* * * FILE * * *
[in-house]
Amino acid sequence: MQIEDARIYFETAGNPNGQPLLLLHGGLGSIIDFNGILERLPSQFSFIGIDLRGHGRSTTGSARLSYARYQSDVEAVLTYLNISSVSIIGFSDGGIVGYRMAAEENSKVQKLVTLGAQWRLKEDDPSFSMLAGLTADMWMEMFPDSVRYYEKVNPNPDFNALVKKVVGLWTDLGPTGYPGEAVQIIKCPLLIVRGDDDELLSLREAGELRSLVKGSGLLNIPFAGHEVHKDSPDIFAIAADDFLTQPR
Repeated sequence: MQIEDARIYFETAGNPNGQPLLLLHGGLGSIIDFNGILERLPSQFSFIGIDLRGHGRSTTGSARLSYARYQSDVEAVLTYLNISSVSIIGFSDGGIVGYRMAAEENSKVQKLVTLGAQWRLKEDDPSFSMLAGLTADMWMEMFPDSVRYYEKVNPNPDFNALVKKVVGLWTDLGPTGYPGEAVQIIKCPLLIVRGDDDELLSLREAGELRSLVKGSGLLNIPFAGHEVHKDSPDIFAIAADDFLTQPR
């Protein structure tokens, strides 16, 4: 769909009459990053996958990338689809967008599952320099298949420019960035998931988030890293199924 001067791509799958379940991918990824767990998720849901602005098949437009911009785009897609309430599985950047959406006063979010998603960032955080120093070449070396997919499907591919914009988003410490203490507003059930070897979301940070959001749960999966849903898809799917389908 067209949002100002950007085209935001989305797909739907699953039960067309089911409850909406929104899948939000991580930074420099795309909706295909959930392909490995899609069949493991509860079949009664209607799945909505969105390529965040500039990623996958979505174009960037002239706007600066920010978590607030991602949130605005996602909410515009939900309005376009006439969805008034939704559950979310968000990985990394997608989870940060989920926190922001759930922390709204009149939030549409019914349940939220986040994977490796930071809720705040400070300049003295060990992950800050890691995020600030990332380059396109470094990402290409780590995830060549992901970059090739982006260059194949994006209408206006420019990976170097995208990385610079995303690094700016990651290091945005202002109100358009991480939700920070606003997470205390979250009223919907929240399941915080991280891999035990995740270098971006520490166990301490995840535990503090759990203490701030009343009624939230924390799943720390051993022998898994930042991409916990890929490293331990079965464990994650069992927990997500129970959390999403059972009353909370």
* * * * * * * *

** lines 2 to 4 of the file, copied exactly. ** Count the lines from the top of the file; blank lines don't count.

Amino acid sequence: MQIEDARIYFETAGNPNGQPLLLLHGGLGSIIDFNGILERLPSQFSFIGIDLRGHGRSTTGSARLSYARYQSDVEAVLTYLNISSVSIIGFSDGGIVGYRMAAEENSKVQKLVTLGAQWRLKEDDPSFSMLAGLTADMWMEMFPDSVRYYEKVNPNPDFNALVKKVVGLWTDLGPTGYPGEAVQIIKCPLLIVRGDDDELLSLREAGELRSLVKGSGLLNIPFAGHEVHKDSPDIFAIAADDFLTQPR
Repeated sequence: MQIEDARIYFETAGNPNGQPLLLLHGGLGSIIDFNGILERLPSQFSFIGIDLRGHGRSTTGSARLSYARYQSDVEAVLTYLNISSVSIIGFSDGGIVGYRMAAEENSKVQKLVTLGAQWRLKEDDPSFSMLAGLTADMWMEMFPDSVRYYEKVNPNPDFNALVKKVVGLWTDLGPTGYPGEAVQIIKCPLLIVRGDDDELLSLREAGELRSLVKGSGLLNIPFAGHEVHKDSPDIFAIAADDFLTQPR
């Protein structure tokens, strides 16, 4: 769909009459990053996958990338689809967008599952320099298949420019960035998931988030890293199924 001067791509799958379940991918990824767990998720849901602005098949437009911009785009897609309430599985950047959406006063979010998603960032955080120093070449070396997919499907591919914009988003410490203490507003059930070897979301940070959001749960999966849903898809799917389908 067209949002100002950007085209935001989305797909739907699953039960067309089911409850909406929104899948939000991580930074420099795309909706295909959930392909490995899609069949493991509860079949009664209607799945909505969105390529965040500039990623996958979505174009960037002239706007600066920010978590607030991602949130605005996602909410515009939900309005376009006439969805008034939704559950979310968000990985990394997608989870940060989920926190922001759930922390709204009149939030549409019914349940939220986040994977490796930071809720705040400070300049003295060990992950800050890691995020600030990332380059396109470094990402290409780590995830060549992901970059090739982006260059194949994006209408206006420019990976170097995208990385610079995303690094700016990651290091945005202002109100358009991480939700920070606003997470205390979250009223919907929240399941915080991280891999035990995740270098971006520490166990301490995840535990503090759990203490701030009343009624939230924390799943720390051993022998898994930042991409916990890929490293331990079965464990994650069992927990997500129970959390999403059972009353909370």